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EDITORIAL: This premier is not for the people (City Election 2018)

October 17th, 2018 · No Comments

On October 2 Premier Doug Ford told the Ontario legislature, “We’re getting rid of Bill 148. We’re going to make sure we protect the front-line workers.”

It’s not clear how these two sentences relate, because the bill he wants to axe — which he said was destroying Ontario and making it uncompetitive — is designed to give workers more protection, not less.

Ford claims he came to this decision after speaking to thousands and thousands of Ontarians. Yet one resident that he failed to speak with was Jim Wilson, his own Minister of Economic Development, who said outside the legislature later that same day that the bill was merely under review.

Like the recent, all-consuming effort that the premier embarked on to reduce the size of Toronto City Council, there was no mention of this plan to reverse these labour reforms during the provincial campaign. He did promise to stop the scheduled increase of the minimum wage from $14 to $15 per hour, but that is a relatively small part of much-needed progressive reforms introduced by the previous Liberal government.

In addition to increasing the minimum wage from $11.24 to $14 an hour effective January 1, 2018, Bill 148 — The Fair Workplaces, Better Jobs Act —also set out regulations that ensured part-time employees would be paid the same as full-time employees for the same work. All employees are now entitled to two sick days a year, and do not have to get a physician’s note, something that was seen as a nuisance by the medical establishment. And, employees who have been with the same employer for more than five years are now entitled to three weeks of paid vacation per year.

Lesser known but important elements of law are the new regulations against requiring employees to wear specific footwear (like high heels, for example), unless required for safety.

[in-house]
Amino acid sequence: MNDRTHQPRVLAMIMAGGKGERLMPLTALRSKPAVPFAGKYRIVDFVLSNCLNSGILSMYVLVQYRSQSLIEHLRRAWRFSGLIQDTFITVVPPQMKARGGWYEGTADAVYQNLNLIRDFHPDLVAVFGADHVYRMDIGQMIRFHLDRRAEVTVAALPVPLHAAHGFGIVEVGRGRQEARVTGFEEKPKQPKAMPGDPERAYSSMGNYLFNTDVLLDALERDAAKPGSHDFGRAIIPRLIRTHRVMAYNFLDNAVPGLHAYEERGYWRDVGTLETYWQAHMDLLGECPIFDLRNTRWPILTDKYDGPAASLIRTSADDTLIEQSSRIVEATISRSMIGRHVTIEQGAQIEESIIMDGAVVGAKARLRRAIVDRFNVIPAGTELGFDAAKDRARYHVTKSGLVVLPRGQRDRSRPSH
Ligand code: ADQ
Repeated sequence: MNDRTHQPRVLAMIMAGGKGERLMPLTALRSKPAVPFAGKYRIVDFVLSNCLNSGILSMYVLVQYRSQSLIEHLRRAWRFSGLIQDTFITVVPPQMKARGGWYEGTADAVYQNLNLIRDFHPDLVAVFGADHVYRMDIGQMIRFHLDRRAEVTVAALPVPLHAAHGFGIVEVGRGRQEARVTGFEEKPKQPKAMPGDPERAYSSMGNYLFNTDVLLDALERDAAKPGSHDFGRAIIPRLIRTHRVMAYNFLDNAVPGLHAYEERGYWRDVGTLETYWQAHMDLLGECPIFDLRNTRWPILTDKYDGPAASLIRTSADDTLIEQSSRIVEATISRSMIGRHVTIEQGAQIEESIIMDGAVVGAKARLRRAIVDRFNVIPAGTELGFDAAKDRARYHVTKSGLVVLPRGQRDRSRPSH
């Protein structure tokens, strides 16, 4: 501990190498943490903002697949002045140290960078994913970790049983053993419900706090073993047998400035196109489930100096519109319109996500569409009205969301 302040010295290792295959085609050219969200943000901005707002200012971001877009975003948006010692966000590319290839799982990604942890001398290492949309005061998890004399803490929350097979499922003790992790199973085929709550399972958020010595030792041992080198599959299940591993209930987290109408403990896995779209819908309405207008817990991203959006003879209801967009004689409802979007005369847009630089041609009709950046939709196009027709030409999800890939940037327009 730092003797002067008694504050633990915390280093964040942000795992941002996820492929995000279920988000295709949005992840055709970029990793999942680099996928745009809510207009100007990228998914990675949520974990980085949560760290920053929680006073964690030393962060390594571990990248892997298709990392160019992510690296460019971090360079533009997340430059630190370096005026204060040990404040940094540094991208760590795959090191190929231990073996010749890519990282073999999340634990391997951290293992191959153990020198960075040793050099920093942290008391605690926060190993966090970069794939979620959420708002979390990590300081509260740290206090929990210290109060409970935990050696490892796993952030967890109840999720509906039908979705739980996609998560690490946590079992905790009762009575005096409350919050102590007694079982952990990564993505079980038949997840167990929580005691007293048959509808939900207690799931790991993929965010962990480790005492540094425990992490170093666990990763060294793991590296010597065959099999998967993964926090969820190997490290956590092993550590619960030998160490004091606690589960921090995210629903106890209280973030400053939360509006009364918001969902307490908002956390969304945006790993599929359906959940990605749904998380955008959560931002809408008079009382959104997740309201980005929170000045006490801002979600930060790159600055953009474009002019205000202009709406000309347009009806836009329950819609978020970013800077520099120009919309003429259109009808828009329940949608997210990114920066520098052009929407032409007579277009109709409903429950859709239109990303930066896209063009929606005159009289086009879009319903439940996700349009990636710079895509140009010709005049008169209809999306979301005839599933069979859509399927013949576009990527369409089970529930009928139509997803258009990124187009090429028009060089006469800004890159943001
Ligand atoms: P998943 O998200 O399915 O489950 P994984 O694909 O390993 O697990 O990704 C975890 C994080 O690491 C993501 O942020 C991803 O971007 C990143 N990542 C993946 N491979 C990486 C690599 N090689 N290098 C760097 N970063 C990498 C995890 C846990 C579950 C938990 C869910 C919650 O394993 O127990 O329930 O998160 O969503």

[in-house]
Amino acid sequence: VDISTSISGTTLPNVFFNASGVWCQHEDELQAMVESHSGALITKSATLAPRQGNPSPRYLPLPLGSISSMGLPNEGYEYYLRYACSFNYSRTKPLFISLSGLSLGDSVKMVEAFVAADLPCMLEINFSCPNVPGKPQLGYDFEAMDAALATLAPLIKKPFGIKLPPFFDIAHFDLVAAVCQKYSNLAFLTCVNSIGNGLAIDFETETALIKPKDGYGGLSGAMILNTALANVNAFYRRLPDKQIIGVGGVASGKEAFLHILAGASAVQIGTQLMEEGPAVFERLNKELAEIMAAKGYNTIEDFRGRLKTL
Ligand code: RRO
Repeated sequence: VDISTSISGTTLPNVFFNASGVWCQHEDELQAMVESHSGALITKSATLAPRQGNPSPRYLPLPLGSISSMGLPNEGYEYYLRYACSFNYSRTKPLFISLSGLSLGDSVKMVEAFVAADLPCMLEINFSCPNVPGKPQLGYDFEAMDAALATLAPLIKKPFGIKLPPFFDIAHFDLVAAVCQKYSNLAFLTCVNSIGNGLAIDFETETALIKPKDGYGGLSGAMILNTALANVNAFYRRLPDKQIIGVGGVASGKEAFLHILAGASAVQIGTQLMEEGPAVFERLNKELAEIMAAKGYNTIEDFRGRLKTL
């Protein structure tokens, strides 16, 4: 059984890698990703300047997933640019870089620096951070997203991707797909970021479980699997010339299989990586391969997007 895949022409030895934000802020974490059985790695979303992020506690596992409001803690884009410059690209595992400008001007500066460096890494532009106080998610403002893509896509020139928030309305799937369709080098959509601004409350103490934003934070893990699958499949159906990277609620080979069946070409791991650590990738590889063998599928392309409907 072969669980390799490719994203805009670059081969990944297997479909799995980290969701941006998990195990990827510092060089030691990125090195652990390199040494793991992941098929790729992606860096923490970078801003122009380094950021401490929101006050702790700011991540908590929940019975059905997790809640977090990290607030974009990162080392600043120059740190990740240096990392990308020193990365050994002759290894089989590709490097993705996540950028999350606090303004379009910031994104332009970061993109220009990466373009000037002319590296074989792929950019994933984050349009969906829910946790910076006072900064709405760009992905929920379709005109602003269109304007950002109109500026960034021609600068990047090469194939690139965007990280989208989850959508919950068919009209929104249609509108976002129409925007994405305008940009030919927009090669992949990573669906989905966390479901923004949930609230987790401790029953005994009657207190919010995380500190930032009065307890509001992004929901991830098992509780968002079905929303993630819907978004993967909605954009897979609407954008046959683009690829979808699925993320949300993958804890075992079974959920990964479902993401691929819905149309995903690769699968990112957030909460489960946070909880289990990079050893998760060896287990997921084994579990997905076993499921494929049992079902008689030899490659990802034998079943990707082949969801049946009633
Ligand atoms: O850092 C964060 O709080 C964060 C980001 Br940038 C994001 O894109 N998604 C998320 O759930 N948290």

Victims of domestic or sexual violence are entitled to 15 weeks of leave, five days paid and 10 days unpaid.

Some businesses responded to Bill 148 with doom and gloom warnings of price increases and massive layoffs. None of this has come to pass, even though the lobby groups have sustained the narrative.

Rocco Rossi, the president and chief executive officer of the Ontario Chamber of Commerce, claims that 80,000 jobs have been lost to automation as a result of the act.

But Douglas Porter, the Bank of Montreal’s chief economist, said that “from a very big picture view, the Ontario job market is holding up relatively well given the shock of a plus 21 per cent increase in minimum wages”.

In August Statistics Canada said that “the province added 61,000 new jobs in July and the jobless rate fell from 5.9 per cent to 5.4 per cent — the lowest level since 2000”. That’s an 18-year low, six months after the minimum wage hike.

The minimum wage increase wage was designed to help lift 1.6 million workers out of poverty. Though it falls short of that goal, it does bring greater fairness to the province’s workplaces.

There’s no evidence of any jobs lost as a result of the legislation, but then this is not a government interested in evidence-based policy. Ford may have campaigned on a promise that he was there for the little guy, but now he plans to stick it to them.



EDITORIAL: Eight weeks lost to Ford’s madness (October 2018)

EDITORIAL: A lost cause worth fighting for (Aug./Sept. 2018)

EDITORIAL: Reclaiming our city (Summer 2018)

EDITORIAL: City staff ignore bike lanes (July 2018)

EDITORIAL: The market has no moral compass (Election Special 2018)

EDITORIAL: Lessons to be learned from Excessive Force (Spring 2018)

EDITORIAL: A social contract is a precious thing (March 2018)

EDITORIAL: Intolerance leading to Quebec’s decline (Dec. 2017)

EDITORIAL (Nov. 2017): Student safety suffers as trustees cave

EDITORIAL: Pandering to religious intolerance (October 2017)

EDITORIAL: Bike lanes, good for business (Fall 2017)

EDITORIAL: Don’t sacrifice safety for political gain (August 2017)

Tags: Annex · Editorial